What Recession? Universities Can Pay Non-Presidents $1M+

While generous compensation packages for college presidents have come under increasing public scrutiny, other university employees often earn far more.

In fact, of the 88 private-college employees who made $1 million or more in the 2007 fiscal year, only 11 were chief executives, according to The Chronicle of Higher Education’s analysis of compensation packages of more than 4,000 employees at nearly 600 private colleges.

The top two earners were a football coach at the University of Southern California and a Columbia University dermatology professor, each of whom received more than $4 million.

Pete Carroll, the head football coach at USC, received $4,415,714 in 2007, about four times as much as the president of the university, Steven B. Sample. Dr. David N. Silvers, the dermatologist at Columbia, received $4,332,759, compared with $1,411,894 for Lee C. Bollinger, the president of the university. And he was not the only Columbia employee who out-earned Bollinger: Dr. Jeffrey W. Moses, a professor of medicine, received $2,532,713.

“There are a lot of different spheres of influence throughout a university,” said Jeff Selingo, editor of The Chronicle, “and since medical schools and some specialties within them generate so much revenue, it’s not surprising that compensation reflects that.”

Selingo added: “Chief financial officers are highly paid because they are generally people who could get a job at a Fortune 500 company. What’s actually most interesting to me is that chief academic officers are getting so much. I think what’s happening is that they’re becoming the ones running the university day-to-day, as presidents are increasingly away from campus, talking to donors or traveling overseas to set up partnerships.”

The Chronicle’s data, which is taken from the Internal Revenue Service’s Form 990, do not include executives at public universities, which do not file that form. The figures, the most recent available, are from the tax filing for the 2006-7 fiscal year.

The pay for university presidents has risen sharply over the last decade — as has the gap between their pay and that of the average professor. At private colleges, The Chronicle found in its annual compensation survey, the average president’s salary is about $500,000.

Shortly after The Chronicle’s survey of presidential compensation was released in November, amid the nation’s financial meltdown, many public figures criticized the high pay, and a few presidents voluntarily gave back a portion of their pay.

“When you have college presidents making $1 million, you’re going to have $800,000 provosts and $500,000 deans,” said Patrick M. Callan, president of the National Center for Public Policy and Higher Education. “It may be reasonable for these people to be well-paid, but if faculty’s getting 2 percent raises, I don’t see why senior administrators who are already high-paid should get much larger increases. It reflects a set of values that is not the way most Americans think of higher education.”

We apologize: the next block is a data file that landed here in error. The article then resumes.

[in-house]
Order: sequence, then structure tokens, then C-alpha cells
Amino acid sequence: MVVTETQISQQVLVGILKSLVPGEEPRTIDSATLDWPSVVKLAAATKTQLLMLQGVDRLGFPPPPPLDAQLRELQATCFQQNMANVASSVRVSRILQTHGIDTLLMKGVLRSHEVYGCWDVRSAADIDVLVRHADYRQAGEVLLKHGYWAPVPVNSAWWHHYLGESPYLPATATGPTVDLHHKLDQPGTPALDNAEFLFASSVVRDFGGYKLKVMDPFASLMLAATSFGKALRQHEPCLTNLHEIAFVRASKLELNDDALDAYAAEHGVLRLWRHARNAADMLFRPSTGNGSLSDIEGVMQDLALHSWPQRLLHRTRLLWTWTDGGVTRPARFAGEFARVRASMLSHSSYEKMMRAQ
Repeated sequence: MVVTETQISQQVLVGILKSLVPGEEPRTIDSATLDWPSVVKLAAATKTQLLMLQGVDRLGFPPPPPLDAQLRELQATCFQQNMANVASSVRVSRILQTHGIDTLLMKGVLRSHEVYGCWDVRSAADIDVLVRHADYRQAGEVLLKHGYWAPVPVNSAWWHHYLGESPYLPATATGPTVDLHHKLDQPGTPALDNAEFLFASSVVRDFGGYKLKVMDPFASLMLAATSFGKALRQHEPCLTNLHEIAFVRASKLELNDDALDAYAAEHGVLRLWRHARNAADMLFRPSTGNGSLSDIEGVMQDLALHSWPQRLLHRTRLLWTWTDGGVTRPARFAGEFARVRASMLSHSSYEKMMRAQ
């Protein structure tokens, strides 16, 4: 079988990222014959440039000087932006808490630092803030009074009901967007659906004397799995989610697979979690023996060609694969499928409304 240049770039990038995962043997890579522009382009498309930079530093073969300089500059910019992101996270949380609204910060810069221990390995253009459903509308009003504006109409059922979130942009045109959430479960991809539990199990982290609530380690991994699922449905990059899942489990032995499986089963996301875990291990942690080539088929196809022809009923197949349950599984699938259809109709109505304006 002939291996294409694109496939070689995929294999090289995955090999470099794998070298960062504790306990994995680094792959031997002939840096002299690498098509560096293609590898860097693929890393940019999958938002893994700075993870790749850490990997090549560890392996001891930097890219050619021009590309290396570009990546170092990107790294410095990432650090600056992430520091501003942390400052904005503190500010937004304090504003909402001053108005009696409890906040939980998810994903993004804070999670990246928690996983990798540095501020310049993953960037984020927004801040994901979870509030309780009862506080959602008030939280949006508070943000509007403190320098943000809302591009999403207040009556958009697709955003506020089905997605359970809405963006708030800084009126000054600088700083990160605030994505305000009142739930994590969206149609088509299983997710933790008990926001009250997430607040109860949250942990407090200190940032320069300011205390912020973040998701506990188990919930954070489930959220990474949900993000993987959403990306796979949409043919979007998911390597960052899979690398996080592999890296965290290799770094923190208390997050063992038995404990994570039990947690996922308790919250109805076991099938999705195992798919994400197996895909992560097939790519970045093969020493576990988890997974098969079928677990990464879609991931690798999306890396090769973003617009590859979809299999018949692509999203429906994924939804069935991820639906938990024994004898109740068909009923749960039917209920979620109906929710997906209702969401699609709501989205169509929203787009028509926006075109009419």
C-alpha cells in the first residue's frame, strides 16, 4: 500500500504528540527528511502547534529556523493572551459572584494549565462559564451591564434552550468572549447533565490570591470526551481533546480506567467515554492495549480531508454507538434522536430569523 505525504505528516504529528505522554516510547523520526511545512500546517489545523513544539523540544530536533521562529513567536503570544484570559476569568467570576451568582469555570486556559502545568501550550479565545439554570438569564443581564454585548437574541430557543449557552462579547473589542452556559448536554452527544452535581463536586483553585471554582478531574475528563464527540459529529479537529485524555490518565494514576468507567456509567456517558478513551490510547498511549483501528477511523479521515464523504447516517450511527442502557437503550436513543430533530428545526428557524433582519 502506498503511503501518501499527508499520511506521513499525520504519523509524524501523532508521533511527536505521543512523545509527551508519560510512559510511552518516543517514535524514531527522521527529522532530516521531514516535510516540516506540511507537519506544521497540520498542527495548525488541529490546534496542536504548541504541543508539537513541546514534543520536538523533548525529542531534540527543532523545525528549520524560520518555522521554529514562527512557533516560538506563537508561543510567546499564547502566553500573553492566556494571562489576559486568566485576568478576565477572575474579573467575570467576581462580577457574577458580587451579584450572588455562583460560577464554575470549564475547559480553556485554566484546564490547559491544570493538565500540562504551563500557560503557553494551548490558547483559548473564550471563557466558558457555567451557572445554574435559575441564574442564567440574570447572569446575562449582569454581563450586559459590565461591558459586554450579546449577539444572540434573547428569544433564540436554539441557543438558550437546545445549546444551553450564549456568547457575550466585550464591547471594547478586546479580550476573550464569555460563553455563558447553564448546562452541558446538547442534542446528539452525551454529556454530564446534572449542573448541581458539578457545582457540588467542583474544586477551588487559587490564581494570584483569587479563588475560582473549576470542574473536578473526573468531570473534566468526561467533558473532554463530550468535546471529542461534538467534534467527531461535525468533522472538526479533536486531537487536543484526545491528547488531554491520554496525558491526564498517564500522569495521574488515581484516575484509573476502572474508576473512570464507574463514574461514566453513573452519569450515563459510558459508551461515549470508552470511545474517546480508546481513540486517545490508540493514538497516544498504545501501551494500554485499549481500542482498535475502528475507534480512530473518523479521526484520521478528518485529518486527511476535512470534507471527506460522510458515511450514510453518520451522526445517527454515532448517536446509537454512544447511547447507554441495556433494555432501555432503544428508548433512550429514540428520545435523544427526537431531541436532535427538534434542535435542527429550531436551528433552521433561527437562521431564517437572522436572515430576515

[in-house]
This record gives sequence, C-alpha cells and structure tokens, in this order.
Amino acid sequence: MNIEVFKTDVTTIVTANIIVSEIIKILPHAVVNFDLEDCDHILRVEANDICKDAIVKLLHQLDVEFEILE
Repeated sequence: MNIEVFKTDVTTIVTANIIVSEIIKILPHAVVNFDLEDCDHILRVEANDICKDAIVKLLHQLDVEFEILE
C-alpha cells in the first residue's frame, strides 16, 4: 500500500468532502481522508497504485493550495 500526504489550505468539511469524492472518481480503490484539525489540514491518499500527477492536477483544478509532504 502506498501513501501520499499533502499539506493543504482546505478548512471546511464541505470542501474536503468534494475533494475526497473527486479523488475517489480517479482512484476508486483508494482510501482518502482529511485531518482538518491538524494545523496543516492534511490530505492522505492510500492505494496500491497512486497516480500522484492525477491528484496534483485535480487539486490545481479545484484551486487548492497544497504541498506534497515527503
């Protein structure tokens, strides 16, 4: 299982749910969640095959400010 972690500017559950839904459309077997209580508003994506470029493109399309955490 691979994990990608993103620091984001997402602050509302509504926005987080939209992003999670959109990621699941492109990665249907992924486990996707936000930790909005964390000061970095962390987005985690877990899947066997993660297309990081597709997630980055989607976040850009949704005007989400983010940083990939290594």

David L. Warren, president of the National Association of Independent Colleges and Universities, issued a statement on Friday noting that highly paid university employees are the exception, not the rule. The median compensation for all employees in the Chronicle survey is $160,493, he said, significantly less than comparably skilled and experienced professionals would earn outside of universities.

The new Chronicle analysis of pay data listed the 10 highest paid employees other than chief executives, the 10 highest paid financial officers and the 10 highest paid academic officers. Only Emory University and Vanderbilt University were represented on all three lists.

Vanderbilt had two of the highest-paid employees on the top 10 list: Dr. Harry R. Jacobson, the vice chancellor for health affairs, and Norman B. Urmy, the former executive vice president for clinical affairs, who stepped down in June 2006. Each had a pay package worth more than $2.4 million.

Vanderbilt also had the highest-paid academic officer, Nicholas S. Zeppos, who earned $1,046,751, and the second-highest-paid financial officer, Lauren Brisky, who earned $1,159,197 and is retired as of this month.

In 2007, The Chronicle has reported, Vanderbilt also had the highest-paid university chief in the nation — E. Gordon Gee, who forfeited about half of his $2 million compensation package when he left to become president of Ohio State University.

Zeppos then succeeded him as chancellor of Vanderbilt last March.

The executive vice president for health affairs at Emory, Dr. Michael M.E. Johns, received $3,753,067, The Chronicle found, while the chief financial officer, Michael J. Mandl, received $666,300, and the chief academic officer, Earl Lewis, received $536,540.

The compensation figures include deferred compensation, some of which is subject to forfeiture.